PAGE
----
Thursday, February 25, 2010

Active Listening, Final

The following are classic active listening techniques and examples of their use:

ENCOURAGING To convey interest and encourage the other person to keep talking Don't agree or disagree;
Use neutral words;
Use varying voice intonations "Can you tell me more..."
“That’s interesting….”

CLARIFYING To help you clarify what is said
To get more information Ask questions;
Restate interpretation
Invite speaker to explain further “You’re saying ...?
”In other words….
“Then the idea is….
“Would you say more about that?
”What does that look like?

RESTATING To show you are listening & understanding what
is being said;
To check your meaning & interpretation Restate basic ideas, facts "In other words..."
"So you’d like to know more about …?"
"Let me see if I understand. You’re saying..."

(verbal) To show that you understand how the other person feels Reflect the speaker's basic feelings “So this is something to avoid or do more of?”
“You feel strongly about this.

SUMMARIZING To review progress;
To pull important ideas, facts, & feelings together;
To establish as basis for further discussion Restate major ideas expressed including feelings "These seem to be the key points..."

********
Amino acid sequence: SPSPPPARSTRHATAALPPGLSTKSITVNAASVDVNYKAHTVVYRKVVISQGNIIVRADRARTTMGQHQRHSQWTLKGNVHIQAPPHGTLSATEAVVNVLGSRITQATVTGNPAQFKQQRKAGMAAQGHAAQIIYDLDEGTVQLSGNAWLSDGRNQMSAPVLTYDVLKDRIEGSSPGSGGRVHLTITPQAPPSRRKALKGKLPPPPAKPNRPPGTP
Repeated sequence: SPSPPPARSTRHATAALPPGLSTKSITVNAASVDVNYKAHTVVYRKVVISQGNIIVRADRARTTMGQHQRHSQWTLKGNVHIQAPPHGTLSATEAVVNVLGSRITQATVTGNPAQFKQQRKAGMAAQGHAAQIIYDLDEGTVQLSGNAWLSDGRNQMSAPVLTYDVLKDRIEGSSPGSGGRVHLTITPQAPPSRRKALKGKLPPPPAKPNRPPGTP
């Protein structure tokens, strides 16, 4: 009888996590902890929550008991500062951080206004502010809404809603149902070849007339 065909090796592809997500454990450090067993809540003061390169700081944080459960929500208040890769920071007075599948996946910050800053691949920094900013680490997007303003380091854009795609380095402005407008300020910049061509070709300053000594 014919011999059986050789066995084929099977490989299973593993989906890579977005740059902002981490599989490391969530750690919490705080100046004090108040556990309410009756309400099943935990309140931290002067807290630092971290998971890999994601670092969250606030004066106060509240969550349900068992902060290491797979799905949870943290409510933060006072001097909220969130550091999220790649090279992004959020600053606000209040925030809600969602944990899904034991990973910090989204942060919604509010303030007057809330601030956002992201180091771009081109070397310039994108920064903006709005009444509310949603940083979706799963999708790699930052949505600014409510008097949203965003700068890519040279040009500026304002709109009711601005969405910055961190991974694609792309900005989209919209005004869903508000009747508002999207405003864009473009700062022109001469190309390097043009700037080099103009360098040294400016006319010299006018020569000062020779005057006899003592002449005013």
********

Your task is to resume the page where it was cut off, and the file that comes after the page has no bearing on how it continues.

”I hear you saying...
”Let me make sure I understand, you ...

VALIDATING To acknowledge the worthiness of the other person Acknowledge the value of their issues & feelings;
Show appreciation for their efforts & actions "Thanks. I appreciate your willingness to…..
"You’re feeling…?
“How comfortable are you with this?

BUILDING To help build & continue the discussion;
To offer other opinions Ask questions;
Offer ideas or suggestions "Have you considered…
“Another approach is….
“What else comes to mind

(nonverbal) To convey the speaker's nonverbal message
To clarify the message of the nonverbal message Verbalize the speaker's body language &/or facial expression "I've noticed when you talk about…, you smile. That makes me think….

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